International Competition Law Series Volume 68
EU Competition Law, Data Protection and Online Platforms. Data as Essential Facility provides a highly topical study of how EU competition law interacts with data on online platforms. All agree that the digital economy contributes to a dynamic evolution of markets and competition. Nonetheless, concerns are increasingly raised about the market dominance of a few key players. Since these companies hold the power to drive rivals out of business, regulators have begun to seek scope for competition enforcement in cases where companies claim that withholding data is needed to satisfy customers and cut costs. This book is the first to focus on how competition law enforcement tools can be applied to refusals of dominant firms to give access to data on online platforms, such as search engines, social networks, and e-commerce platforms - commonly referred to as the 'gatekeepers' of the Internet.
What's in this book:
The question arises whether the denial of a dominant firm to grant competitors access to its data could constitute a 'refusal to deal', thereby leading to competition law liability under the so-called essential facilities doctrine, according to which the firms need access to shared knowledge in order to be able to compete. Building on this concept, and using a multidisciplinary approach, the book analyses such issues and topics as the following:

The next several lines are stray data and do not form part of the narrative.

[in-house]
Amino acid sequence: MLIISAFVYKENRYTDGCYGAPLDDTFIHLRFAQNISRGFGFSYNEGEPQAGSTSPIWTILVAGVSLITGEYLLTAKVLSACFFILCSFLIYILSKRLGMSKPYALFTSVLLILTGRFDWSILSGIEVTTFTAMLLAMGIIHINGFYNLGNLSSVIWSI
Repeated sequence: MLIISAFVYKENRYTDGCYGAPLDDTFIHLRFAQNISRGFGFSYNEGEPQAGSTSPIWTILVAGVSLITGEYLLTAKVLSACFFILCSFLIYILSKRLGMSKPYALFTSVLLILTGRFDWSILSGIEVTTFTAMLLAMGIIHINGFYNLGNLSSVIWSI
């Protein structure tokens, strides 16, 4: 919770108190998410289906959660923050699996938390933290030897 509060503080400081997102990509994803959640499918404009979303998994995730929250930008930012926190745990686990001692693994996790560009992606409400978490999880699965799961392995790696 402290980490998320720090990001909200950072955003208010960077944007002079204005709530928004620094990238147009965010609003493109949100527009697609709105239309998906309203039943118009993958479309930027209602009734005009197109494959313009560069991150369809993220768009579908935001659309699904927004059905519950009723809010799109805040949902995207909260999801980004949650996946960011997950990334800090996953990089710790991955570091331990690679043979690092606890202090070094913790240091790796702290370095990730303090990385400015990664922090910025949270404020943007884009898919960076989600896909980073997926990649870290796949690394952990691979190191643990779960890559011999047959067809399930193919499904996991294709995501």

The author draws on a wealth of relevant material, including EU and US decision-making practice, case law, and policy documents, as well as economic and empirical literature on the link between competition and innovation. The book concludes with a proposed framework for the application of the essential facilities doctrine to potential forms of abuse of dominance relating to data.
How this will help you:
This book is an evaluation of how existing laws and concepts can be applied to data-related competition concerns in digital markets. It serves as an invaluable contribution to ongoing academic and policy discussions about how data-related competition concerns should be addressed under competition law and evaluates how existing competition tools for market definition and assessment of dominance can be applied to online platforms. The economic insight thus gained is of practical value to many jurists, business persons, and academics concerned with this very timely subject.